Court ruling, citing prosecutorial missteps, is the latest chapter in Leisa Martin case that one lawyer called ‘bizarre’
By Jim Anderson
BAGLEY – To a tangled homicide investigation that includes a family’s tightly held “shroud of secrets,” strife between two brothers, and a mysterious note on a bank deposit slip left on Leisa Martin’s grave, the Minnesota Court of Appeals has added “prosecutorial misconduct and the presentation of inadmissible evidence.”
The 14-year pursuit of justice surrounding Martin’s death was made all the more complicated in a very rare and strongly worded ruling this week by the appeals court dismissing a grand jury’s second-degree murder indictment against one of her brothers, Troy Martin.
“In 30 years of practicing law, this is absolutely the most bizarre case I’ve been involved with,” said John Undem, one of Troy Martin’s defense attorneys. “... I don’t lose sleep over cases very often. But this one haunts me.”
Leisa Martin was a petite 31-year-old woman with brunette hair, and the two men walking the lonely woods along Roy Lake in Mahnomen County that October night in 1998 only stumbled across her shallow grave because they happened to be looking for firewood.
For more than 11 frustrating years, investigators chased nearly 1,000 leads trying to unravel the mystery of Martin’s death, finally getting their break when her other brother, Todd Martin, blurted a confession to a deputy during a drunken-driving arrest in 2010.
Three days before Leisa Martin’s body was found, early on Oct. 28 at their home in rural Bagley in northwestern Minnesota, he said, he, his sister and his brother had been drinking, then arguing. Things escalated and, in his version of events, Troy Martin restrained his sister. She had “snaked out” before, Todd Martin would testify, and restraining her, sometimes to the point where she briefly couldn’t breathe, was the only way to settle her down. The brothers thought she had merely passed out from drinking, Todd Martin said, but after about 25 minutes, found she was dead from asphyxiation.
As for Troy, he maintained he had been sleeping through the argument, and was not involved in restraining his sister. Their father, Dr. Fred Martin, who held that his daughter’s death was a tragic accident, testified that he thought Todd Martin had been responsible for Leisa Martin’s death.
After Martin’s body was hidden, the family had held its secret close, even as suspicion swirled around the brothers — until Todd Martin’s DWI arrest on Jan. 24, 2010, when it all came apart. About 2:30 in the morning, Todd Martin showed up at his brother’s home, banging on his door, revving his engine and drinking, according to court documents. On the way to Clearwater County jail, he tried to strangle a deputy, ranting about “just [wanting] to end it,” and mentioning his sister’s name several times.
After his confession, both brothers initially faced identical charges of aiding and abetting second-degree manslaughter, aiding an offender and aiding and abetting interference with a dead body. However, Undem said, Todd Martin struck a deal with prosecutors in which he would testify against his brother in exchange for the most serious charges being dismissed. The remaining charges against Todd Martin are still pending.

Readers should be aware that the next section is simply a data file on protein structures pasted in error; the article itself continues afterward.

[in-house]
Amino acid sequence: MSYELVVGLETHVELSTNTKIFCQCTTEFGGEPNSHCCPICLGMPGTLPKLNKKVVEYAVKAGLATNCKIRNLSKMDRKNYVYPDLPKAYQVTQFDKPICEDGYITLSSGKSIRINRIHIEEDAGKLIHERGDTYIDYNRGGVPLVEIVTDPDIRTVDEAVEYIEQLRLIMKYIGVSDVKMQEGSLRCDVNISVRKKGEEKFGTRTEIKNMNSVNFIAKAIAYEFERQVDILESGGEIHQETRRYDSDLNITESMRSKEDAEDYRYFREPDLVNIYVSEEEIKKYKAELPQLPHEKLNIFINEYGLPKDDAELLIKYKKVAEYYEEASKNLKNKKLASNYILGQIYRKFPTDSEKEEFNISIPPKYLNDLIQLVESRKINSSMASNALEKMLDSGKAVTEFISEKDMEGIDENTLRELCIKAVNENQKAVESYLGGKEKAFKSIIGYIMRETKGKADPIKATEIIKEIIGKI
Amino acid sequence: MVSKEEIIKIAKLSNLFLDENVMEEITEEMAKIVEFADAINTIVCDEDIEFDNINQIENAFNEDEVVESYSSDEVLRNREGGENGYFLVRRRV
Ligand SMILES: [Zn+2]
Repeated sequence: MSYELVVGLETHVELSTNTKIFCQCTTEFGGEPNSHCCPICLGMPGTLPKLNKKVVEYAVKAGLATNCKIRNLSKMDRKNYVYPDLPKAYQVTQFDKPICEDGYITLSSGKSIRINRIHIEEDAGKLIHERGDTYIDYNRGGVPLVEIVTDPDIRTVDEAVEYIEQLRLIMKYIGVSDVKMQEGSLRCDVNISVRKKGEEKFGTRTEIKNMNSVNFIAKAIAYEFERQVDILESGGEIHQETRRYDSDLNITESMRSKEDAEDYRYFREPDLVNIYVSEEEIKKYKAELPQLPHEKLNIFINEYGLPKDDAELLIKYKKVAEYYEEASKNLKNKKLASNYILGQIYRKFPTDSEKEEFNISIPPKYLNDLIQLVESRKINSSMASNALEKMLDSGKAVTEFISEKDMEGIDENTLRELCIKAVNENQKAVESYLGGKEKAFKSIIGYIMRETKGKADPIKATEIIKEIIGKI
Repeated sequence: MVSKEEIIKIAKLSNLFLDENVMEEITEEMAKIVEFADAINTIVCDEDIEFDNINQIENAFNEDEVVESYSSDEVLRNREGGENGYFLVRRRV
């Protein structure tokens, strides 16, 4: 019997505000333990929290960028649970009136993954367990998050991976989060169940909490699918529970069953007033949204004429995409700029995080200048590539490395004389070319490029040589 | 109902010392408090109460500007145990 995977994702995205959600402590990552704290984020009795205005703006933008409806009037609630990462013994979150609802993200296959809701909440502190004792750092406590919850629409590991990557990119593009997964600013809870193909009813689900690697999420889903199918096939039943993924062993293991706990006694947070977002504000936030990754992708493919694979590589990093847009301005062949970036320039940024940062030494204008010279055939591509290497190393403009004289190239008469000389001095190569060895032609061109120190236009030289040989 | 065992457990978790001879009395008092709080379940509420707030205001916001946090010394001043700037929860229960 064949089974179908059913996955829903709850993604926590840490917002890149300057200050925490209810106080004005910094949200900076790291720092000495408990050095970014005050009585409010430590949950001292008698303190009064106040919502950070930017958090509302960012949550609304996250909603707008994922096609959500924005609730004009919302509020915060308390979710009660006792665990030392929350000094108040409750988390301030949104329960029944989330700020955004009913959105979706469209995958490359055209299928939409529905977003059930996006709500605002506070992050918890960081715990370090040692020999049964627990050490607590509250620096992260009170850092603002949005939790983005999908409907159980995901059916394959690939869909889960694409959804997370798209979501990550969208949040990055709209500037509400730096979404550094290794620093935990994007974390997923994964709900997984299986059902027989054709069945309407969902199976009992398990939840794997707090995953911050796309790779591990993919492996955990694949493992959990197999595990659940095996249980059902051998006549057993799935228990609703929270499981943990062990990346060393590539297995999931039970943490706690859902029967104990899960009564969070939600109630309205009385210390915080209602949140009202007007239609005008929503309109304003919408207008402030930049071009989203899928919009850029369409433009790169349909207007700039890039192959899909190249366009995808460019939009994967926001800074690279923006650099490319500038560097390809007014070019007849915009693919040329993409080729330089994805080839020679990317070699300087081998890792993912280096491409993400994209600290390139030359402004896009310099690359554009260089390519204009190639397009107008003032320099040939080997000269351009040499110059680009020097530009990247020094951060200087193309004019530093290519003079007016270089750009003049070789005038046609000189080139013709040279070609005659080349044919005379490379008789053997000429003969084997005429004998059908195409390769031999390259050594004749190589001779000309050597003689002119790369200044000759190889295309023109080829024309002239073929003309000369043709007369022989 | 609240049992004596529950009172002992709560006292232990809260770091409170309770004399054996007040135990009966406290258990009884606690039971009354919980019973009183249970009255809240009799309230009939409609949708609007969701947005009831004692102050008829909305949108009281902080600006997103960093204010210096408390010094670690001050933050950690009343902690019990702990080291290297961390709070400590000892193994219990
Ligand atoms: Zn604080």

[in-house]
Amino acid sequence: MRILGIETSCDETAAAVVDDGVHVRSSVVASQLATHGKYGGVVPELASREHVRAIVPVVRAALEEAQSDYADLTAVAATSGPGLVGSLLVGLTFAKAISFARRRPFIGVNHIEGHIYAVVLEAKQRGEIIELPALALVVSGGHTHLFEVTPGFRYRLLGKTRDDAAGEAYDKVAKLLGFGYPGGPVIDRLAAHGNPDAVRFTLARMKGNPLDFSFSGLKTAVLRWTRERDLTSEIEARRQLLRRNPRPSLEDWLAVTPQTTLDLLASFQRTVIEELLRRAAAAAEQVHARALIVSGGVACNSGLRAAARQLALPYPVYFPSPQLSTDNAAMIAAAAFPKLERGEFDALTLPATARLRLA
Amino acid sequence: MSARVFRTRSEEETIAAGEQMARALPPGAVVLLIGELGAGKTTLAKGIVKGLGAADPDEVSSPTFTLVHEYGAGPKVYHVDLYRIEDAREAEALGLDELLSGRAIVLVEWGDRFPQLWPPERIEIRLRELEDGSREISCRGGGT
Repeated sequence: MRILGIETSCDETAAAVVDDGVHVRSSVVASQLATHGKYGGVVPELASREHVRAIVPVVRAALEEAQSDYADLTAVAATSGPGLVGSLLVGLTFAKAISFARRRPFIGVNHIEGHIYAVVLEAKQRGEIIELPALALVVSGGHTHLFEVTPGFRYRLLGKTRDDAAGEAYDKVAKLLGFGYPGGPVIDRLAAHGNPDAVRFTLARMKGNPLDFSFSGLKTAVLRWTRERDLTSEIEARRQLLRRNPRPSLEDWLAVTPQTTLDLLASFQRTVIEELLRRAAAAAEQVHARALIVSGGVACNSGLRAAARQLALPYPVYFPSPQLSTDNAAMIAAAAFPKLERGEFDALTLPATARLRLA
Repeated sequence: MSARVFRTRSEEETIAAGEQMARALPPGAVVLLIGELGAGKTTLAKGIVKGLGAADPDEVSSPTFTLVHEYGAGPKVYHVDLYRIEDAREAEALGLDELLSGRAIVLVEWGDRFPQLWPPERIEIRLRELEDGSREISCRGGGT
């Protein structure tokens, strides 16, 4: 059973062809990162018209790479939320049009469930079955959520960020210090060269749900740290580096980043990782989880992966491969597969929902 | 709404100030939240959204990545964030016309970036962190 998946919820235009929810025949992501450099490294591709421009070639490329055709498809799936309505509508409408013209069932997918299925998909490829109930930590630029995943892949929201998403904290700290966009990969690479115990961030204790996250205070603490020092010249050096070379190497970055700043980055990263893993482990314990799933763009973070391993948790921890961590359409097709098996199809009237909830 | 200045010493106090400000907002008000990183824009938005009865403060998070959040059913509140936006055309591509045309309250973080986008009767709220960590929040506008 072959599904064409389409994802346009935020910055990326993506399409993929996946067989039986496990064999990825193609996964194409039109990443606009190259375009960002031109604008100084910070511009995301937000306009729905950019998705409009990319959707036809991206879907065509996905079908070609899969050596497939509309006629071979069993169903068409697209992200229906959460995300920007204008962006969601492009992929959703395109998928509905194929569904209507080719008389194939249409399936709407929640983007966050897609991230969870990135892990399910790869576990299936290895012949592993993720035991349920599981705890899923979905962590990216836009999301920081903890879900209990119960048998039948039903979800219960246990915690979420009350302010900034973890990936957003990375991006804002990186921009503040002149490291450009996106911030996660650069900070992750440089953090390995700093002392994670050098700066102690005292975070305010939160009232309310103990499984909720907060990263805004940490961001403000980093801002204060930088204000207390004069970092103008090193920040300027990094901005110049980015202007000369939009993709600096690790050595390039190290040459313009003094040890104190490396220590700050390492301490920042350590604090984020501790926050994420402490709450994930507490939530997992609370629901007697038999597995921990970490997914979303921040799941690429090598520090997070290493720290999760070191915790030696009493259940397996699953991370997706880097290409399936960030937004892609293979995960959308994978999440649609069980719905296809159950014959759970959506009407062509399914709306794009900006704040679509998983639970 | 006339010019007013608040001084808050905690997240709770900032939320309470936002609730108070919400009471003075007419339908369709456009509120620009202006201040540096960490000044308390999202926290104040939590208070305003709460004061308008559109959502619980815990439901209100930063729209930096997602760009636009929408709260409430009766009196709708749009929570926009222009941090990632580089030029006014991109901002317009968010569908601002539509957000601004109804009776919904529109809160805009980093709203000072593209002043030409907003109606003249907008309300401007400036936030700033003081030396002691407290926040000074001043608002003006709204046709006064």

It’s clear from the Court of Appeals ruling that, when Troy’s case came before the grand jury in Clearwater County, things fell apart again.
The case’s prosecutors were Eric Schieferdecker of the state attorney general’s office and former Clearwater County Attorney Jeanine Brand, neither of whom could be reached Wednesday for comment. In its critical review of the grand jury’s proceedings, the court ruled that prosecutors, not identified by name, stepped over the legal boundary of advising jurors and participating in their deliberations by offering an opinion that appeared to help steer jurors toward indictment after they had reached a stalemate over which of the brothers had restrained Leisa Martin.
In another instance, a prosecutor told a grand juror that returning an indictment might induce a guilty plea, rather than leading to a trial — adding that a trial might lead to a lesser offense being charged, along with the possibility of a lighter sentence.
Prosecutors also let stand an inference that Troy Martin had refused to take a polygraph test when, in fact, he had passed such a test convincingly. Todd Martin, on the other hand, had declined to take the test.
The appeals court also agreed that the prosecution’s case was full of improper speculation and character evidence.
“Troy Martin has shown that the grand jury would not have indicted him without the inadmissible evidence presented and the prosecutorial errors affecting the grand jury’s independence,” the three-member panel of judges wrote.
Jurors also never got a chance to view an intriguing piece of evidence, because it was lost by investigators: A note scrawled on a bank deposit slip bearing the name of one witness suspected in helping move Leisa Martin’s body was left on her grave in 2003. It was found by three of her friends visiting the site, and is addressed to her. Part of it reads: “My life is really funny now. Words cannot explain what I feel. I’m totally lost.”
Now that the indictment against Troy has been invalidated, the Court of Appeals ruling means the only avenue for prosecuting Troy Martin for second-degree murder would be through a criminal complaint. Undem hopes it doesn’t come to that.
“There’s just no evidence that points to Troy Martin being involved in his sister’s death. None,” he said. If a complaint would be filed, “It would take a miscarriage of justice even further. I hope the attorney general looks at this case herself, and at the very least has it reviewed.”
JIM ANDERSON is a reporter for the Minneapolis Star Tribune newspaper.